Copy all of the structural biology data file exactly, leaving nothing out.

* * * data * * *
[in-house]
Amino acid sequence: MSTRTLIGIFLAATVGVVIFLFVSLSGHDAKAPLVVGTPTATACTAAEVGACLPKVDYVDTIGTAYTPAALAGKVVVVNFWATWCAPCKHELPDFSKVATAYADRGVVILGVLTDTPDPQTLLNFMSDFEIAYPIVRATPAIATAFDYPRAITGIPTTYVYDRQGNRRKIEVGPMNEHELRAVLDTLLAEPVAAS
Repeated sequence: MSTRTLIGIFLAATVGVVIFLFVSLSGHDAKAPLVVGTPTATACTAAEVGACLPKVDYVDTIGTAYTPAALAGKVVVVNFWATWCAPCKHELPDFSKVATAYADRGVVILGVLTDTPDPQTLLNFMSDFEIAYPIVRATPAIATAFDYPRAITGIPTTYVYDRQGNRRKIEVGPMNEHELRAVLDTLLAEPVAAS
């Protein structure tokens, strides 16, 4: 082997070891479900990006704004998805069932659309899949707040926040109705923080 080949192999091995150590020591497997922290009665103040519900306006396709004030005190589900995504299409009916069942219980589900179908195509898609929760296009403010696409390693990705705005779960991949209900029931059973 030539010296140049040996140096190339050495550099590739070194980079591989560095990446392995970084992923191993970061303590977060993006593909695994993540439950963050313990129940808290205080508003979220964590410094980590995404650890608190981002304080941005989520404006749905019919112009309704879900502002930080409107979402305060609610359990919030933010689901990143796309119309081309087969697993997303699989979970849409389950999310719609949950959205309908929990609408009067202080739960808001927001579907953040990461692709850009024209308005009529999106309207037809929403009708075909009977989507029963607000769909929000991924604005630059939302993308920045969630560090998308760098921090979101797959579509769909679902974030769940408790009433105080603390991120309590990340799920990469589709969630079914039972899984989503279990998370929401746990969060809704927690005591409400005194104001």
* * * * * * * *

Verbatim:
[in-house]
Amino acid sequence: MSTRTLIGIFLAATVGVVIFLFVSLSGHDAKAPLVVGTPTATACTAAEVGACLPKVDYVDTIGTAYTPAALAGKVVVVNFWATWCAPCKHELPDFSKVATAYADRGVVILGVLTDTPDPQTLLNFMSDFEIAYPIVRATPAIATAFDYPRAITGIPTTYVYDRQGNRRKIEVGPMNEHELRAVLDTLLAEPVAAS
Repeated sequence: MSTRTLIGIFLAATVGVVIFLFVSLSGHDAKAPLVVGTPTATACTAAEVGACLPKVDYVDTIGTAYTPAALAGKVVVVNFWATWCAPCKHELPDFSKVATAYADRGVVILGVLTDTPDPQTLLNFMSDFEIAYPIVRATPAIATAFDYPRAITGIPTTYVYDRQGNRRKIEVGPMNEHELRAVLDTLLAEPVAAS
């Protein structure tokens, strides 16, 4: 082997070891479900990006704004998805069932659309899949707040926040109705923080 080949192999091995150590020591497997922290009665103040519900306006396709004030005190589900995504299409009916069942219980589900179908195509898609929760296009403010696409390693990705705005779960991949209900029931059973 030539010296140049040996140096190339050495550099590739070194980079591989560095990446392995970084992923191993970061303590977060993006593909695994993540439950963050313990129940808290205080508003979220964590410094980590995404650890608190981002304080941005989520404006749905019919112009309704879900502002930080409107979402305060609610359990919030933010689901990143796309119309081309087969697993997303699989979970849409389950999310719609949950959205309908929990609408009067202080739960808001927001579907953040990461692709850009024209308005009529999106309207037809929403009708075909009977989507029963607000769909929000991924604005630059939302993308920045969630560090998308760098921090979101797959579509769909679902974030769940408790009433105080603390991120309590990340799920990469589709969630079914039972899984989503279990998370929401746990969060809704927690005591409400005194104001």